For example, a church working with a food bank or seeking a grant from a private foundation  or from a local, state or federal agency will find that it needs to prove its tax exempt status by producing  a determination letter.  Also, a church wanting to hire a worker under a R-1 visa will find that the worker cannot obtain that R-1 visa if the church cannot produce a determination letter.  So, determination letters are useful and filing a 1023 Form is the only way to obtain one.


Also, any church that looks more like a ministry than a church would want to file a 1023 Form to find out if the IRS agrees that it is a church. There is no firm guideline in the law for what constitutes a church, however there are many generally accepted concepts. These include: (1) a distinct statement of faith, (2) a religious leader with religious training, (3) a congregation consisting of members who are not members of another church, (4) weekly or periodic worship services, (5) training for the young, such as Sunday School, and (6) a publicly accessible place of worship.  A church does not have to be a white building with a tall steeple on a hill in the countryside to be a church.  An urban church will look different than a rural church.  Further, size is not the criteria.


So, a church may or may not want to file the 1023 form.  We know of one instance where a church existed happily as a church for 150 years without filing, but then determined to file in 2008 in order to obtain more donations for its food bank. In the process of filing, the church found that it needed to clean-up its incorporation paperwork, as incorporation was done a little differently in the 1860s.The church also had to work some to translate its budget focused bookkeeping records into the accounting format that the 1023 Form called for.  But the church managed the process and received its determination letter of tax exempt status.

To be frank, a 1023 form is work.  For the most part, it is the senior pastor who has to do much of the work because he or she is the only one who will know the answers to some of the questions. We have placed a lot of information of this site that will make the process easier and we recommend that you view the various tabs under "Obtaining Tax Exempt Status" and "Preparing the 1023." The best team for preparing a 1023 return is the pastor of a church working with an attorney and/or a professional with an accounting background.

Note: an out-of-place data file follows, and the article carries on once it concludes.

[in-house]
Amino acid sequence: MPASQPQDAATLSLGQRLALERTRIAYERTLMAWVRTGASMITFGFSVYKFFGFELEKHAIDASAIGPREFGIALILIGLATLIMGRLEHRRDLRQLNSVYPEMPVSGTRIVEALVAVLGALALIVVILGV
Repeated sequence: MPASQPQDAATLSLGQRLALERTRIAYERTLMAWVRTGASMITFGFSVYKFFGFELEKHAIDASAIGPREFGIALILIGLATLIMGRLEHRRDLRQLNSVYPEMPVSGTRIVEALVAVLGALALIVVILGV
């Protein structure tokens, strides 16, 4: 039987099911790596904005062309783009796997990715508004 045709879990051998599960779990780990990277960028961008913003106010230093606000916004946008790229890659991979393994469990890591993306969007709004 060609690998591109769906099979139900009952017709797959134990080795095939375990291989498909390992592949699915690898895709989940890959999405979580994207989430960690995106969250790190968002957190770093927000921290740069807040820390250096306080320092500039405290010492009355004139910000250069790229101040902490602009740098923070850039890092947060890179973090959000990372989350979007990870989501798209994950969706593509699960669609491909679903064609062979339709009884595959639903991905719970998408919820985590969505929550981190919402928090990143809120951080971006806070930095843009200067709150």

If a church does choose to file a 1023, the filing fee is $850 for most filers.  A lower fee may apply if receipts are expected to be less than $10,000 a year for at least four years.  Completing a 1023 Form is a "doable task."   A good way to explore whether you want to file a 1023 form is to go to the "Getting Started" page under the "Preparing the 1023 Form" tab of our website.


Sales tax exemptions are given at the state level and each state will have its own distinct set of rules for applying for that exemption.  Certainly, it is helpful to have a federal determination letter in hand when applying for a sales tax exemption.  However, it should be possible for a church to obtain that exemption without a determination letter in hand, as so many churches do not file a 1023 Form with the IRS.  A call to your state sales tax office will provide you with the necessary information.


In most states, a property tax exemption exists for real property owned by a church or other non-profit organization, however, states do vary. Generally, one would obtain the form to apply for exemption from property tax from the town tax assessor's office and/or the county tax assessor's office where the property is located.  In some states it is necessary to reapply for this tax exemption on an annual basis or whenever there is any change in the use of property.  Again, remember that states and counties vary in their rules. A church that owns real property should find out the requirements for property tax exemption where it is located and file the necessary forms in a timely manner.